Filling the Void
Discovering that nothing satisfies like Jesus.
by by Angela Dion
Everything in my life appeared perfect. My husband and I had been happily married for five years. We had a beautiful baby boy and many friends. My job as a vocational counselor was highly prestigious and paid a decent salary. Outwardly, it looked as though I was living the middle-class dream.
I wore my mask well; no one detected my misery. But in quiet moments, I asked myself, Should success feel so empty? Why am I so unhappy?
I hit bottom on my twenty-ninth birthday. I went out with some friends and had too much to drink. I pretended to have fun, but after coming home, all I could do was weep. A combination of alcohol and the realization that another year had passed and that my life still had no meaning sickened me.
I didn’t get it. I was raised to understand that because of my race and gender, I would always have to be better than everyone else in order to prosper. My need for approval came from a domineering alcoholic father who often told me, “You’re a nobody. You’re stupid. You’ll never amount to anything. You don’t measure up.” Because I believed what he said, I thought I needed to succeed in everything. I believed that if I achieved, I would live down his disappointment in me. But even with all of my working, I still felt hollow inside.
One evening I resolved to fill the void and, later that week, tried talking to friends about my longings. Their solution: “Let’s go out, have a few drinks. Everything will look brighter tomorrow.”
But my friends minimized my feelings. And why shouldn’t they? None of them knew God. As a counselor, I knew drinking wasn’t the solution. “Nah, I think I’ll stay home tonight,” I told them. “Maybe I need to see a counselor. I see it work for my clients. Maybe I can be helped in the same way.”
But peace wouldn’t come from a bottle or from paying someone to listen to my lamentations.
Returning to church
Finally, I discussed my dilemma with my husband. One day while we were driving home from dinner, I hesitantly said, “Marc, I’ve been feeling kind of weird lately, for lack of a better word. I don’t know. It seems as though we have everything, but I’m still empty. Have you ever thought about going to church?”
To my surprise, Marc paused and chuckled. “It’s funny you asked that. Actually, I have been thinking about church. Dr. White [his boss] keeps telling me about his church. He’s invited us to go. Let’s give it a try.”
That weekend we went to church for the first time since our wedding six years prior. Before that, neither of us had been to church since our preteen years.
At that church I encountered a community of purpose-driven people who had filled their own void with peace. I didn’t ask anyone their secret; I was still pretending to have it all together. But looking for direction, I did listen intently to every message the pastor preached. A few weeks later, I found my answer.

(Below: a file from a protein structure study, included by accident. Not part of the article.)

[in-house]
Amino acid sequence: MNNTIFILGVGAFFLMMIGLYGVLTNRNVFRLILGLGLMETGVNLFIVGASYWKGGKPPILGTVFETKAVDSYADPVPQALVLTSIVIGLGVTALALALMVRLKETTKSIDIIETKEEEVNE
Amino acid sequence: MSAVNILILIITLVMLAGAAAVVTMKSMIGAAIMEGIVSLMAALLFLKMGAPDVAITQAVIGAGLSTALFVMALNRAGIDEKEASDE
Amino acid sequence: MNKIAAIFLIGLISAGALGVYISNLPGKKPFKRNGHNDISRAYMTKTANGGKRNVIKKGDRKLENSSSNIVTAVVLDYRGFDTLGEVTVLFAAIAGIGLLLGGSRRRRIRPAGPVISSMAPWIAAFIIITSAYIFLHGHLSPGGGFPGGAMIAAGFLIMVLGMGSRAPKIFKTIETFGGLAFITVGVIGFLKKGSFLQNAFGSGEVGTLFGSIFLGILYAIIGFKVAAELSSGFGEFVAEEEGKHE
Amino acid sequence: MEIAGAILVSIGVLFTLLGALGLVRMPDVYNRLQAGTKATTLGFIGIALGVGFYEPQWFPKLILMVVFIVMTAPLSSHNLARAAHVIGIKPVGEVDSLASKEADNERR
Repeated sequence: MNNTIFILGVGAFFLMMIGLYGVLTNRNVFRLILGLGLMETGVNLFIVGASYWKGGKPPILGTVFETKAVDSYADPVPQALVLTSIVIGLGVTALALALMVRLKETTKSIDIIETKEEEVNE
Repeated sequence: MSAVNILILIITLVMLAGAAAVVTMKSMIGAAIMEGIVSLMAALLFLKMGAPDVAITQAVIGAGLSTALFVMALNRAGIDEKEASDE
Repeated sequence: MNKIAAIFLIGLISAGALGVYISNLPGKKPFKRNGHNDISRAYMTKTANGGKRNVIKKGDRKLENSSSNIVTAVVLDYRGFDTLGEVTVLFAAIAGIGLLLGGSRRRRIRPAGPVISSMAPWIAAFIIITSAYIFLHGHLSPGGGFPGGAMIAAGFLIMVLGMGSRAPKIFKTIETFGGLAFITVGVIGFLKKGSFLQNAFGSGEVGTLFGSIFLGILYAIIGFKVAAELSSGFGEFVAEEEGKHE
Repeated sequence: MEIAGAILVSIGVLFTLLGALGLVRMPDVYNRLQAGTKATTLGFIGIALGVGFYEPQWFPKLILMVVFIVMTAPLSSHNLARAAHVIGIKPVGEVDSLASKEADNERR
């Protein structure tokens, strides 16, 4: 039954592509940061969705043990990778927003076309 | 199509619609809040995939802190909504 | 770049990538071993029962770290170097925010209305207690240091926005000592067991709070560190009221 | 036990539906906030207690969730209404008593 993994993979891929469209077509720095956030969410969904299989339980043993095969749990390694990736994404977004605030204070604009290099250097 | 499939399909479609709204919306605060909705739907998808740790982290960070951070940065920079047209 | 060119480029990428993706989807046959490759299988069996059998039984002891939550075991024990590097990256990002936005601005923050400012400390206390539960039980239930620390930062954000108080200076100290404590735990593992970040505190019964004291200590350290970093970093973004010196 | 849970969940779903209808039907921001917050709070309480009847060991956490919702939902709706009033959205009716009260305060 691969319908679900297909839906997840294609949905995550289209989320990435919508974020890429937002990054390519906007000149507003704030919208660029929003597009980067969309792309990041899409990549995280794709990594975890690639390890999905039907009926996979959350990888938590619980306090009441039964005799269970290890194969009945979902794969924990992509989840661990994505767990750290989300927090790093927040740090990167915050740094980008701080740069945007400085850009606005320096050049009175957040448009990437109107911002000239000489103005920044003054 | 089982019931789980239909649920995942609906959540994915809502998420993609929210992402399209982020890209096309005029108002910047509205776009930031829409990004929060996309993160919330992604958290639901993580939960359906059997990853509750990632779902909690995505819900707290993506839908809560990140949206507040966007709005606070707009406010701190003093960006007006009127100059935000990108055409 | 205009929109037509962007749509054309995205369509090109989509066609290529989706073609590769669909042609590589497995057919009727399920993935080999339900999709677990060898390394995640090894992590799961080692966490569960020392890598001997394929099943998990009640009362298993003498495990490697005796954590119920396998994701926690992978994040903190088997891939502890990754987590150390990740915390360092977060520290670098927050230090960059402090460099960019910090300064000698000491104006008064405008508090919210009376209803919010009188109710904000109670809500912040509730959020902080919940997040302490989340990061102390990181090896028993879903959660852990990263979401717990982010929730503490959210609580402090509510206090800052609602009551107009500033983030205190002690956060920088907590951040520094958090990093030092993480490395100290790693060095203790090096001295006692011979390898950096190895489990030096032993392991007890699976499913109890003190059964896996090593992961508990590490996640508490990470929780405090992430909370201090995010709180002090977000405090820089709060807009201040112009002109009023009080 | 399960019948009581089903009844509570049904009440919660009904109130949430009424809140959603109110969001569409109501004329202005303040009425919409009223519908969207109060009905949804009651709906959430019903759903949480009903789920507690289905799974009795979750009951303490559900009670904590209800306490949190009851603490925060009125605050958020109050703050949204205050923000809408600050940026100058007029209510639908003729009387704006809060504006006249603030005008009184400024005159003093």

The pastor spoke from the pulpit. “Have you ever felt just empty inside?” My throat tightened, and I shifted uncomfortably in my seat.
He continued, “Do you have a void in your heart? An emptiness? Let me suggest to you that if you don’t know Jesus, you have a God-shaped void.”
The pastor was speaking to me directly. As he kept preaching, he unlocked the door to my deepest self. “You are a sinner,” he said. “The first step to filling the void is admitting that.”
I thought, Me? A sinner? But I’m a good person. I don’t rob banks or kill people. I didn’t realize then that the Bible says, “All have sinned and fall short of the glory of God” (Romans 3:23).
After so many years of trying my hardest, I learned that God requires perfection. Yet I could never reach God’s perfect standard with good deeds. To God, my “righteous acts are like filthy rags” (Isaiah 64:6). No wonder I felt empty.
The pastor proceeded to present the good news about Jesus Christ with Scripture to support it. His message went something like this:
“Jesus died for your past, present, and future sins (1 Peter 3:18). He is the only mediator between your sins and God (1 Timothy 2:5). If you confess that Jesus is Lord and believe in your heart that God raised Him from the dead, you’ll be saved (Romans 10:9). It’s that simple to get rid of the void.”
I believed the pastor and prayed along with him at the end of the sermon. It really was that simple. A huge burden lifted, and the ball and chain of living the good life broke in pieces.
Sharing the joy
As we were walking out of the service, I stopped in the parking lot. I couldn’t contain it any longer. “I did it!” I excitedly blurted out to my husband,
He laughed and replied, “Me too!”
We each understood exactly what the other meant. We embraced. I cried.
Our lives haven’t been the same since that day. We have a stronger marriage with God in charge. My relationship with my son improved. I no longer view my family as a trophy of my success but as a cherished gift from God. I’ve developed true, rich, God-honoring friendships. Most important, I know unconditional love.
Alcohol, work, doctors, anti-depressants, good friends, good spouses, good deeds even a good church couldn’t fill the emptiness. I learned that a God-shaped void that He created only He can fill.